If you've been following the news about ME/CFS, you'll already know all about the latest storm that's been brewing. If not, here's a brief summary.
Back in October, the Whittemore Peterson Institute discovered a link between a retrovirus called XMRV and ME/CFS: 67 percent of the patients sampled tested positive for XMRV, as compared to 4 percent of the healthy controls. The WPI paper was published in Science.
Last week, a group of researchers at Imperial College London published "Failure to Detect the Novel Retrovirus XMRV in Chronic Fatigue Syndrome" online. They claim they were unable to replicate the WPI's findings.
The WPI stands by its results. In an official statement, they list various reasons why they believe the new Erlwein et al. study is useless. One is the difference in the patient populations.
Significant and critical questions remain as to the status of patient samples used in the UK study as those samples may have been confused with fatigued psychiatric patients, since the UK has relegated “CFS” patients to psychiatric care and not traditional medical practices.Nothing too surprising here. One of the paper's authors is Simon Wessely, who believes that people with ME/CFS (and fibromyalgia, and Gulf War syndrome) have "false illness beliefs." Here's a quote from an interview he did with New Scientist
Such symptoms only become a problem when people get trapped in excessively narrow explanations for illness - when they exclude any broader consideration of the many reasons why we feel the way we do.But today he and a couple of coauthors posted a rebuttal to the WPI's dismissal of the new results. Here are the bits that interest me:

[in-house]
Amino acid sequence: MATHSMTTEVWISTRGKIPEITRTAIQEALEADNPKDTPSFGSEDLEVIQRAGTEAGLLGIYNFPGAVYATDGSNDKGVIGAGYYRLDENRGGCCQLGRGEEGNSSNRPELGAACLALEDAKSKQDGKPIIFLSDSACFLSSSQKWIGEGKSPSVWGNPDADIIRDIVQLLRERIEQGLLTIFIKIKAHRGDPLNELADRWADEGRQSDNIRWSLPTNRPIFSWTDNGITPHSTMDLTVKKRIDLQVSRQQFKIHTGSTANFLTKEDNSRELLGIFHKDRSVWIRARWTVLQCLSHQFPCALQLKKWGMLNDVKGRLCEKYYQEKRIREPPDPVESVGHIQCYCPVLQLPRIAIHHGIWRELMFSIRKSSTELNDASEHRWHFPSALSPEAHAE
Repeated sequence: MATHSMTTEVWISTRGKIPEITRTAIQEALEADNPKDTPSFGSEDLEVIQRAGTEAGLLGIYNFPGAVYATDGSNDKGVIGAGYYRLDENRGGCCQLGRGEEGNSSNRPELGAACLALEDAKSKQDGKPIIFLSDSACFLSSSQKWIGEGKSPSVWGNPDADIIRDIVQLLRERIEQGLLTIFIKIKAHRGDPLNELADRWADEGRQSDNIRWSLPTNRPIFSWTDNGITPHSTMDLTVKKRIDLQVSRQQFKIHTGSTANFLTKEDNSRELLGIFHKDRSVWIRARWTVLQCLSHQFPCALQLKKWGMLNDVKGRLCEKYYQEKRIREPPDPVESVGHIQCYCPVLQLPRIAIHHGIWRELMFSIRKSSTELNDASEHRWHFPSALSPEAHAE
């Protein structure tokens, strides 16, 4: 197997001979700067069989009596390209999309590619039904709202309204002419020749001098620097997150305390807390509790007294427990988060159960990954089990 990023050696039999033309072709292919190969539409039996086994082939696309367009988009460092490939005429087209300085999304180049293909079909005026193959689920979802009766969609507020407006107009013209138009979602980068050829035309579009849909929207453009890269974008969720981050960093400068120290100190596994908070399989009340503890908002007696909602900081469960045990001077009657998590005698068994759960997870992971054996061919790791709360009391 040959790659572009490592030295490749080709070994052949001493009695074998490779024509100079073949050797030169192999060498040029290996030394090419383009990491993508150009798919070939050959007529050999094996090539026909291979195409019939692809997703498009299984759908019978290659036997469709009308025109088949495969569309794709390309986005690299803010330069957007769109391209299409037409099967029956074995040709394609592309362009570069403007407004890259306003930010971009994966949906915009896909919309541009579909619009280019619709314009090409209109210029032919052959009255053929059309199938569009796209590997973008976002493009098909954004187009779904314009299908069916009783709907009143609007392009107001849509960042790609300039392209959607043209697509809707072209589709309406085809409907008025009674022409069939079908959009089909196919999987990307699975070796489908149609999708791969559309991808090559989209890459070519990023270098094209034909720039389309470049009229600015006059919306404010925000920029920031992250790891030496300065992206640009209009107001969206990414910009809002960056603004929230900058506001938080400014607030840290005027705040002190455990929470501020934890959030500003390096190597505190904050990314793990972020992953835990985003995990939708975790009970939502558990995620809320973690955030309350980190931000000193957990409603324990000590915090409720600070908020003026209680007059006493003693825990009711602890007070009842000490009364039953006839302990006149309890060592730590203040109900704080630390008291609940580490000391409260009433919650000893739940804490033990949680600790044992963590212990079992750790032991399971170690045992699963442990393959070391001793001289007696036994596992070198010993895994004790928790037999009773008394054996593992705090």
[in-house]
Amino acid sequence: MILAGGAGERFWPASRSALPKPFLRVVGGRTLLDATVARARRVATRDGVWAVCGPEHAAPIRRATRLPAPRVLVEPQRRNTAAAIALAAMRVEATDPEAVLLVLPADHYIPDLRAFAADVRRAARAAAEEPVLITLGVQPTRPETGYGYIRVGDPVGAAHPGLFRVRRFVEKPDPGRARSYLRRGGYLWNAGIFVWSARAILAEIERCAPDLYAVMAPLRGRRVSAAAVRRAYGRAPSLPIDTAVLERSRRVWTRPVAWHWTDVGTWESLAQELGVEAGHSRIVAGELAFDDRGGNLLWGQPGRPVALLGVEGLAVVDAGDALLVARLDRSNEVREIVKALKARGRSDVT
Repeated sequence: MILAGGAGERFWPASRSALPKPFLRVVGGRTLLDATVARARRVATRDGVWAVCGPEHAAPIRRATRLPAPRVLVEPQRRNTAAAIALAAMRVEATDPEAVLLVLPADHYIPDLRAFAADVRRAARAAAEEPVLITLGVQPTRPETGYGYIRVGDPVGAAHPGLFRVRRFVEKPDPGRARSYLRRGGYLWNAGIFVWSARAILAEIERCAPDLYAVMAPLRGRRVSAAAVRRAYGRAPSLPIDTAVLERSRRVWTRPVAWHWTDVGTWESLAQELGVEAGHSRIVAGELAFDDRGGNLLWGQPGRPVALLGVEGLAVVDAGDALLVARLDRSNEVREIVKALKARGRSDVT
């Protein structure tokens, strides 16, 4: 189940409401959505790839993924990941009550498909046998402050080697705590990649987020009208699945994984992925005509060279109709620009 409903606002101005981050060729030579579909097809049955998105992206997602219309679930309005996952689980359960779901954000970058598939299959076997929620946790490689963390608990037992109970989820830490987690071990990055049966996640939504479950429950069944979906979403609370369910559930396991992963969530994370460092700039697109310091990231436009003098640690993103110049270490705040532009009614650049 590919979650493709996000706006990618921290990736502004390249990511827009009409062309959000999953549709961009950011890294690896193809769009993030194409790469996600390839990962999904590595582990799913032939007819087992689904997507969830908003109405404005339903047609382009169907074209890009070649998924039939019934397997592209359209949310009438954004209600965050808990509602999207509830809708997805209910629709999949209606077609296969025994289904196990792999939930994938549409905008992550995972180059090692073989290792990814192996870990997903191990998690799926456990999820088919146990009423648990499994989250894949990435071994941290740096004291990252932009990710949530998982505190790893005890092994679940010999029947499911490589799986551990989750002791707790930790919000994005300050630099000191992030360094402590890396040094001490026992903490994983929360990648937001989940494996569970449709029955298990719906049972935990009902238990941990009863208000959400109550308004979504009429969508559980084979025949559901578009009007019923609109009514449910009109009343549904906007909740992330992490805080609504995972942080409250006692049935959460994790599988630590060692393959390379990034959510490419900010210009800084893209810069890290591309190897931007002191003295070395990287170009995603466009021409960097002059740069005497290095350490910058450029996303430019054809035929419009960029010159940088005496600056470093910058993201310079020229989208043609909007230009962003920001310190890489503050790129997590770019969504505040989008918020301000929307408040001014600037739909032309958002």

We follow the same psychiatric exclusion criteria as mandated by the Fukuda criteria. We do this on the basis of semi structured interviews and assessment that we have also published. In addition, we also exclude patients with chronic somatisation disorder as defined by DSM-IV, which is not required by the Fukuda criteria, but most experts and clinicians agree are a different population.and ...
patients in our service have also co operated in studies of PET and fMRI neuroimaging, autonomic dysfunction, neurochemistry, respiratory function, vitamin status, anti nuclear antibodies, immune function, neuroendocrine function and genetics (see references). Hence it is untrue to state that patients at King’s for example do not show alterations in immune function – in fact they do - see Skowera et al, High levels of type 2 cytokine-producing cells in chronic fatigue syndrome." Clinical and Experimental Immunology 2004: 135: 294-302. Similarly, many of our patients also show altered neuroendocrine, neurochemical and other biological parameters, and we have published many examples of these (see references below). It is therefore simply untrue that we either seek to find no biological changes in CFS, or fail to report those that we do find.So, people only have ME/CFS because they think they do. But our patient population is legitimate, because look how sick they are!